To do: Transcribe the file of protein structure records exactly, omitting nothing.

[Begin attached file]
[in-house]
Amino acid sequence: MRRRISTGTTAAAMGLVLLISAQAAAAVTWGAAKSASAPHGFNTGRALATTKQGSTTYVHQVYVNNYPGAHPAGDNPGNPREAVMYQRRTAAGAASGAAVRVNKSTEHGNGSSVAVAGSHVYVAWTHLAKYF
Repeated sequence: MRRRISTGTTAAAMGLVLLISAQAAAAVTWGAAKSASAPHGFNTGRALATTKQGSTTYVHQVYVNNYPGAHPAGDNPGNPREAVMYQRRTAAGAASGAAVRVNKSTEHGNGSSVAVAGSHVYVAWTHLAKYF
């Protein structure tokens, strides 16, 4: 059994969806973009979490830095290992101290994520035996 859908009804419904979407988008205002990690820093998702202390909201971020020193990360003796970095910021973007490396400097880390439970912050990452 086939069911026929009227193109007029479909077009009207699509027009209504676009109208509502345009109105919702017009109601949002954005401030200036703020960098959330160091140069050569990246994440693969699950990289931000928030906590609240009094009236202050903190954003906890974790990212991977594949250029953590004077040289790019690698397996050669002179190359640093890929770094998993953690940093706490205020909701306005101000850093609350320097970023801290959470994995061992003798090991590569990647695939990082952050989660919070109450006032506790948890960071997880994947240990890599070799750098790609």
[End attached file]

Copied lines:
[in-house]
Amino acid sequence: MRRRISTGTTAAAMGLVLLISAQAAAAVTWGAAKSASAPHGFNTGRALATTKQGSTTYVHQVYVNNYPGAHPAGDNPGNPREAVMYQRRTAAGAASGAAVRVNKSTEHGNGSSVAVAGSHVYVAWTHLAKYF
Repeated sequence: MRRRISTGTTAAAMGLVLLISAQAAAAVTWGAAKSASAPHGFNTGRALATTKQGSTTYVHQVYVNNYPGAHPAGDNPGNPREAVMYQRRTAAGAASGAAVRVNKSTEHGNGSSVAVAGSHVYVAWTHLAKYF
């Protein structure tokens, strides 16, 4: 059994969806973009979490830095290992101290994520035996 859908009804419904979407988008205002990690820093998702202390909201971020020193990360003796970095910021973007490396400097880390439970912050990452 086939069911026929009227193109007029479909077009009207699509027009209504676009109208509502345009109105919702017009109601949002954005401030200036703020960098959330160091140069050569990246994440693969699950990289931000928030906590609240009094009236202050903190954003906890974790990212991977594949250029953590004077040289790019690698397996050669002179190359640093890929770094998993953690940093706490205020909701306005101000850093609350320097970023801290959470994995061992003798090991590569990647695939990082952050989660919070109450006032506790948890960071997880994947240990890599070799750098790609």